“A crippling problem.” “A total epidemic.” “A problem like nobody understands.” These are the words President Trump used to describe the opioid epidemic ravaging the country during a White House listening session in March.
The percentage of people in the U.S. dying of drug overdoses has effectively quadrupled since 1999, and drug overdoses now rank as the leading cause of death for Americans under 50.
Drugs do exist to reverse opioid overdoses or treat long-term opioid addiction. But while opioids have become easier and easier to obtain through illicit markets and sellers on the dark web, a drug that could save countless lives has become increasingly out of reach.
Think about the addiction treatment drug, Suboxone. Patents and other exclusivities on the basic version of Suboxone expired some time ago, yet the price remains sky-high, and access problems persist. Oral film strips now cost over $500 for a 30-day supply; even simple tablets cost a whopping $600 for a 30-day supply. The cost alone puts the medication out of reach for many.
Those who have done their homework on the pharmaceutical industry will see how drug companies are able to play games that keep competition out and prices high. Lack of access to addiction treatment drugs like Suboxone can be traced, in part, to the soaring prices, access problems and anti-competitive conduct that has become business as usual in the pharmaceutical industry across the board.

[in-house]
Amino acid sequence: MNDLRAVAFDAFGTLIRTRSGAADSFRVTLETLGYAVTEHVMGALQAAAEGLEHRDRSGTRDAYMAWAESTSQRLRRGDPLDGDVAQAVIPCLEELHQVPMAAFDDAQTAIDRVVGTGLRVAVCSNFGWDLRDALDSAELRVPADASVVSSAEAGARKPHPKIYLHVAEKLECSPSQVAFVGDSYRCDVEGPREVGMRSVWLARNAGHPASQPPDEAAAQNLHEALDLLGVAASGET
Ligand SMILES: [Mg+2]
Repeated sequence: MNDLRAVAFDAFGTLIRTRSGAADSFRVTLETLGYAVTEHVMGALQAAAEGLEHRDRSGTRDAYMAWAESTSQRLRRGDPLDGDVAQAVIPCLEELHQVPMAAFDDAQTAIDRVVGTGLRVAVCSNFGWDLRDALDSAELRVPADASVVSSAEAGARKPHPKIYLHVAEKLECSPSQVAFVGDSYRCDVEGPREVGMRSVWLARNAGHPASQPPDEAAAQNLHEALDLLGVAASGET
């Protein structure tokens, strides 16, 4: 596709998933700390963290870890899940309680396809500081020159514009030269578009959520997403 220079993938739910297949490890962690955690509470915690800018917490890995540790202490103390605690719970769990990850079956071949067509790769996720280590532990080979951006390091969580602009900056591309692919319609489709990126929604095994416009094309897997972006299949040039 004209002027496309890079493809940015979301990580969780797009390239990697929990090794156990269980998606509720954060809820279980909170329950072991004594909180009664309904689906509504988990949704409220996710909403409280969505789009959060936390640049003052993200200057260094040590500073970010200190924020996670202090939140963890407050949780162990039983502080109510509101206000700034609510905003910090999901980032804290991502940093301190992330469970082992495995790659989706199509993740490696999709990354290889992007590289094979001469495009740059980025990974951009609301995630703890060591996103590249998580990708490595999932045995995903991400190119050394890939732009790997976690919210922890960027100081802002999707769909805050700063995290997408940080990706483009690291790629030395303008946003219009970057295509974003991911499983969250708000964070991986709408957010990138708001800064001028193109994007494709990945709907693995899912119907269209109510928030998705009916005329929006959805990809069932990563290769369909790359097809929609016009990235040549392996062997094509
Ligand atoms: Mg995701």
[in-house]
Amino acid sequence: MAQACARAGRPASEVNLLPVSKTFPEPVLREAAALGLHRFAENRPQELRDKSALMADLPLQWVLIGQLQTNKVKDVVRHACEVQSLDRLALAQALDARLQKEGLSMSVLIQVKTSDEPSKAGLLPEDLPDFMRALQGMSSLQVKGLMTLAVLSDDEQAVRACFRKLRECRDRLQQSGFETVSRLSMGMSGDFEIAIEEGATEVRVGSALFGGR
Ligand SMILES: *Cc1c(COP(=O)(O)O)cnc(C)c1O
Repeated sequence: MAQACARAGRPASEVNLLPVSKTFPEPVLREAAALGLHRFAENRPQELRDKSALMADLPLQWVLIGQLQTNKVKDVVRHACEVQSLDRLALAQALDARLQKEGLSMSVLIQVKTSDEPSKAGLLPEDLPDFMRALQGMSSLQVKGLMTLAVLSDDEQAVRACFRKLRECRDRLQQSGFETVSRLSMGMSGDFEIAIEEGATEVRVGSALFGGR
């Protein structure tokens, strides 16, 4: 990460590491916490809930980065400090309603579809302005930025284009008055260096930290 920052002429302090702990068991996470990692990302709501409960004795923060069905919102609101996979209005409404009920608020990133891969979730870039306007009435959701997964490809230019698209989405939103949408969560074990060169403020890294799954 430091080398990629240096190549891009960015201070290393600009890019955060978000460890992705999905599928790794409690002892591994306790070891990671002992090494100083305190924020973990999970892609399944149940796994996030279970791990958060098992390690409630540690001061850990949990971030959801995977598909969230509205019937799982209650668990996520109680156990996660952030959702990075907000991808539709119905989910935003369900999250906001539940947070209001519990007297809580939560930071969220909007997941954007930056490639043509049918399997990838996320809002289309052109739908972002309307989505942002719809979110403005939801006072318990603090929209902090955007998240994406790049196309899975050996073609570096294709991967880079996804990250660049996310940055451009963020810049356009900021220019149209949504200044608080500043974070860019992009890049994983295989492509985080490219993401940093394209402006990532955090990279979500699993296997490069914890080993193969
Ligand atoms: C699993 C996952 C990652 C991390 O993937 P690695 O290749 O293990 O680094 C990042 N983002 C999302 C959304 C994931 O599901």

Pharmaceutical companies have brought tremendous advances in medicine. Some believe they should be adequately compensated for the enormous amount of time and resources needed to develop a new drug. Our intellectual property system is designed to do just that, rewarding companies that bring new drugs to market with a competition-free period – 20 years from the patent application date – during which they can recoup their profits.
After this defined period, generic versions of the drug are supposed to appear on pharmacy shelves, bringing down prices to levels that can be borne more easily by consumers and the health care market generally.
Brand-name companies, however, engage in myriad games to make sure theirs is the only version of the drug on pharmacy shelves, long after generics should have joined the ranks.